It is a beautiful day. The sun shines down through puffy clouds set against a blue backdrop. The first robins are hopping about, the chickens are scratching up all the dirt and leaves in the back yard and
the rest of the animals are wandering around eating the lush spring grass that has come at last. I puttered around the large lower pasture for awhile because Cletus had come back up to the house alone.
It has been their habit throughout the winter to seek out a particular group of
yearling calves they had assigned themselves charge of. As the calves, like the rest of the cattle here, are frequently moved to different pastures across the thousands of acres of ranch, it sometimes takes awhile before the pups locate them and do their
patrol through them. The calves have since been relocated to a ranch 2 hours away and it has been my concern the pups might just keep traveling, as they are very determined. I let them out on patrol for the first time since the calves have been gone and to
my dismay, they didn’t come back that night. They weren’t in the corral by dinner. At midnite, I shone my flashlight out there and still no pups. My heart sank. Next morning, myself and visiting family members of the smaller persuasion, went out to feed lambs,
calves and milk the goats. The pups came blasting up from the lower pasture and happily greeted us. Their faces were covered in blood, not their own. I assumed they had either gotten into a tangle with a coyote which was easily won, or found and stole a fresh
kill. Usually, they drag their trophies home, but I didn’t see anything with them this time.
I allowed them their freedom to come and go, and they have remained close in and watchful over their lambs and goats. This morning Cletus came in alone and I began to worry about Bruno, as they are rarely
far from one another. I asked Cletus to take me to him and he turned and walked back the direction from which he came, as if he understood me perfectly. After about ½ mile, with the lambs and goats following, I saw Bruno, struggling mightily to pull something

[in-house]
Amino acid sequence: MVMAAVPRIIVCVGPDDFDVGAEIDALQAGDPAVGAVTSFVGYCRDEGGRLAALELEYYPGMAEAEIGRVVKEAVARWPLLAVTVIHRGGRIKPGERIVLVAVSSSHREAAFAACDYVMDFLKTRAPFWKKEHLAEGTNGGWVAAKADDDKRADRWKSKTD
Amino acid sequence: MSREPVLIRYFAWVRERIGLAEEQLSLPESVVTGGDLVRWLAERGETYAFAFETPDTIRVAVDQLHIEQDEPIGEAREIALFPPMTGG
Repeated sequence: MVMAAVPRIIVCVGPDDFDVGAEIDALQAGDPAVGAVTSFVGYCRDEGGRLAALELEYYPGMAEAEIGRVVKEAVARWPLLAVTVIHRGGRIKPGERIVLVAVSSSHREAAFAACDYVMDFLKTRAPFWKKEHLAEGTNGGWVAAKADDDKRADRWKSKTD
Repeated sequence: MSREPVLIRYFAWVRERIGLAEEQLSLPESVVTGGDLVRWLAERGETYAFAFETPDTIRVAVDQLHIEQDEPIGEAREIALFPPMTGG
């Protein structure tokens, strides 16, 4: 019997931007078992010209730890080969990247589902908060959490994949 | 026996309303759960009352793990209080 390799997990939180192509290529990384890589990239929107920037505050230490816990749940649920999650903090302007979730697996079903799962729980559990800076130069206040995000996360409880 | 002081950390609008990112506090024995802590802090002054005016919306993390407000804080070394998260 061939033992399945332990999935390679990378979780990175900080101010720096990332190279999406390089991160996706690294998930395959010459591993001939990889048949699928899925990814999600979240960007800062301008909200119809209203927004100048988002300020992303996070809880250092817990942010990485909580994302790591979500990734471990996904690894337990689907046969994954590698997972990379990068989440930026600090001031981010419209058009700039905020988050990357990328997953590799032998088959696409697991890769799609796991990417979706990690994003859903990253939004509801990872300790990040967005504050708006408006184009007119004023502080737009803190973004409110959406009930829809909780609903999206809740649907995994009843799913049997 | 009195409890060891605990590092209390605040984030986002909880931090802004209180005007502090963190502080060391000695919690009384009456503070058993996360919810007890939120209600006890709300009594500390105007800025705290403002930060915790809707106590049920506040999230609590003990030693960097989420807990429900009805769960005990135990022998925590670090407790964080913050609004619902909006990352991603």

through the fence. It was, indeed a stolen kill and the carcass was still quite large. It is the nature of Livestock Guardian Dogs to eat dead stock, even if it had previously been one of their charges, because failure to do so would attract predators. As
their patrol a fairly large area, they tend to bring things closer to home, so they can keep an eye on the animals in their charge. They were both quite pleased to show me what they’d brought and I gave them the high praise they deserved for undertaking such
a Herculean task as dragging this thing all the way home and through dense sagebrush and a wire fence.
I headed back to the house, the pups leading the lambs and goats along, as they clearly didn’t feel the low end of the pasture was the ideal place for little lambs. The lambs are becoming a bit more independent
and courageously wander out through the gate to graze in the big pasture amongst the tall grass, cows and adult goats.
I came back out a couple of hours later and greeted Cletus and Bruno, who were sleeping by the pens. I heard the lambs start to cry at the sound of my voice, but couldn’t see them. They continued to cry
out and even though I knew they were safe enough with the pups around, I went off in search of them. The pens behind our house are quite large, and one end is solid fence, which dips back in an “L” shape. I could tell the lambs had wandered outside and behind
there and did not know the way to find me, once they realized I was near. They had been feeling happy and self reliant, until they heard me and realized they had wandered far and in their minds, become irretrievably lost.
I went through the large corrals to the pasture gate and walked the 100 or so yards down the fence line. I stepped past the end of the fence and called to them and they responded by running to me, surrounding
me and crowding one another, each trying to be the closest.
We walked back a little ways, but I found the green grass and the warm sun too tempting, myself. So I eased myself down, Cletus came and offered himself as a pillow and the lambs went back to contentedly
grazing, this time keeping their eyes fixed on me.
As I lay there, I thought about how He said,
“My sheep hear My voice, and I know them, and they follow Me”. (John10:27)
Once again, He used an example of my own life that I could understand. I often wander off, consumed by the moment, or whatever is commanding my attention and lose sight of Him.. It is when He is able to
help me “hear” His voice, or “see” His face, I come running back, knowing that HE is the one who cares for, and takes care of, me. He heard my cry and He came for me. HE is the one who leads me to the best places, guiding me to what really nourishes and brings
me the abundant life. I gratefully rested in His shadow and contemplated all He has done to prove that to me.
“Good Friday” is more often than not, a gloomy day for me. The awareness and remembrance of the suffering He took on, in my behalf, tears at my heart and conscience. Regret for my part of His pain squeezes
until its almost a physical ache sometimes. My actions, my falling short, were so serious, so costly, the punishment
so severe, the pain of the penalty so indescribable, that they had to create a new word for it. “Excruciating”. It means, literally, “out of the Cross.”
“Good Friday” hardly seems appropriate. But it is always followed by the best day ever, the anniversary of the empty tomb.
Death didn’t win. The enemy didn’t win. My sin didn’t outweigh His power or compassion. He didn’t abandon me to myself. He knew I was lost and He came past my walls to show me the way Home.